• Hi Steve,

    I totally agree with you and if I may I want to add something to it. Fairy tales have a lot to do with the soul mate myth. In fairy tales as children we are presented with a prince and a princess who ultimately end up together eventually. There is no one else in the world except the two of them. It leaves us confused when we see so many other potential partners.

    Best wishes to you, for a magnificent weekend.

    • Steve

      That’s a great point, Daniel. I had not included that truth, but it is as you pointed out. Fairy tales are between two people only and it is very clear that they will be together, it is just a matter of getting through the obstacles to “true love” but sometimes life is not so clear! Thanks so much for stopping by and sharing this unique perspective. Great observation.

  • Very inspiring blog, i agree with the few last statement of yours, many of us are really trying hard to find the right one, but in fact, the most ideal thing to do is, to be as natural as you can be, make friends with everyone and be kind, in that way, people get attracted to you easily, since you are emitting positive vibes.

    • Steve

      Great point, Raymond! Allowing ourselves to be real in relationship is a powerful way to attract the right person into our lives.

  • A couple thoughts on this….

    The right ONE for you today, may not be the right one 10 years from now. I’m learning the hard way over the years, that one person can never encompass all of the qualities you want in a mate. This means friends and acquaintances can help fill the gap. People’s interests change, and inevitably, couples grow apart. Should they really stay together forever out of past decisions made when they were “a different person” so to speak?

    This may seem a selfish or irresponsible statement, especially if children are involved. However, unless 100% selfless service completely fulfills you,at some point, you will want other things. I just feel that marriage may not be the best idea for all. The sooner we all accept that things and people change, the sooner we can enjoy the time we have.

    • Steve

      Love your perspective, Jeff. I first read this in don Miguel Ruiz’s book The Mastery of Love. In it, he talks about what to do when someone no longer wants to be in relationship with us. We are conditioned to hold on to–to “cleave to”–a lover/spouse, etc. But from my perspective, this comes from a feeling of lack.

      It tries to stifle the human soul, which I believe is always expanding. So, it really is a paradox. IMHO, to have the greatest chance of success in keeping your mate, hold on to him/her as loosely as possible. Foster his/her growth and celebrate what you have while not holding it too tightly.

      This isn’t to say there is no commitment. It’s just a detour from the semi-dysfunctional BS that Disney (et al) fairy tales teach us we should love. In those stories, we are taught that our “one true love” will sweep in and solve all our problems and we will make them our whole world and they will become ours.

      I don’t buy it.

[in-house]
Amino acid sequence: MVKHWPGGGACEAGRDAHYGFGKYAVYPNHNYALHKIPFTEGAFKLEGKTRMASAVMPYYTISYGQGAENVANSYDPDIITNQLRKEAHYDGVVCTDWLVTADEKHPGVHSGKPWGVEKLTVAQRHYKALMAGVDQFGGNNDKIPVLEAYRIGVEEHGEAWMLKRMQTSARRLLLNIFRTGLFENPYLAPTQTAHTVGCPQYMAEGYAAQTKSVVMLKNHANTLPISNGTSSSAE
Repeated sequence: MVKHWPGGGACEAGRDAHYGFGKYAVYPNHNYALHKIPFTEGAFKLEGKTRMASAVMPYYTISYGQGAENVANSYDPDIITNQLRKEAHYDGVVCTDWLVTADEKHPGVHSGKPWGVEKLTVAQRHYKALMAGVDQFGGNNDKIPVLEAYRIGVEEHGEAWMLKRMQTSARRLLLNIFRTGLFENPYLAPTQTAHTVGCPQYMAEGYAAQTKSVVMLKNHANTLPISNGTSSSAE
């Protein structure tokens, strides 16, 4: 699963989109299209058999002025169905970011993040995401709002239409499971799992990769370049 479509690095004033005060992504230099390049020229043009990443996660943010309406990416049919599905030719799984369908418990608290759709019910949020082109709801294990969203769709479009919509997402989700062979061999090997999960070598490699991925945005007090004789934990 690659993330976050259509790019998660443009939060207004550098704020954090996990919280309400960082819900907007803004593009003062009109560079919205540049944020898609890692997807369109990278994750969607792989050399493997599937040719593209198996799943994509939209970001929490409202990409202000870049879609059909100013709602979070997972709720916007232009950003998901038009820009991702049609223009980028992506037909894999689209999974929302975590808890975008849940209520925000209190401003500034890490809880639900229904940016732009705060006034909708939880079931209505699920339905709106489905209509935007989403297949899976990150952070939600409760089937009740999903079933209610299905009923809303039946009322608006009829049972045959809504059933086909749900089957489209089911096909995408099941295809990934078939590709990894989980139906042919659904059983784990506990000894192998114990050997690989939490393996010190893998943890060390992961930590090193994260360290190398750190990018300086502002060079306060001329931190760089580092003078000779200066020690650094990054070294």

• Thanks for the book recommendation Steve, I’ll check it out! 🙂

        Seems like it’s a problem with change. I guess, personally I’ve lost so much starting at 10 yrs. old I come to expect it and can be less than sentimental out of necessity.

        For most though, I can see why people try to cling on and on to something long dead out of fear or insecurity.

        I can see both sides of this.
        Two strong independent partners enjoying time together can be great, or those like myself that also enjoy the D/S dynamic. It all depends on each person’s mindset.

        I’ve been thinking lately, that as we get much older though, like 70’s+, it may make sense to just hang on to what you’ve got!

        • Steve

          It’s a pretty short book, but pretty profound insights that really helped me in framing a healthy relationship.

          I can understand your point of view. Even though I didn’t have the same circumstances that you did growing up, I think that the tendency to become defensive and protect one’s self in relationships is really a natural thing.

          I think you nailed it exactly when you said that many of us hold on to something we know is not making us happy out of fear or insecurity (or both, perhaps).

          You are right, though…it does take 2 strong and independent people to be strong and healthy in any relationship. It requires both people to show up 100% and be there for the relationship to make it work.

          Fascinating discussion. Thanks.

  • Dude, stop f-ing around with your audience. This “article” is a blatant SEO tactic – the tactic that is littering the internet with “articles” that pose a question, and then don’t answer it, but contains enough keywords to be found for something or other the author thinks people are searching for. Better start working on adding content because your article is going to be replaced very soon by someone who gives a crap to put more than a few sentences under headings and call it an article. And all your comments seem to be people in your field that are trying to build backlinks. I swear if all you idiots would put your energy into your content that you put in your stupid SEO bullcrap you read. Sorry, my rant for the day. Cheers.

  • I typed “the myth of spiritual growth” to find your high ranking article.

  • Monica@La Femme

    This one is perfect for me, I’m always searching for the right one who will complete and satisfy my life but I always end up being disappointed. After reading this, I’m now enlightened with the fact that you have to love yourself first and know your worth so you can give love to others too. 🙂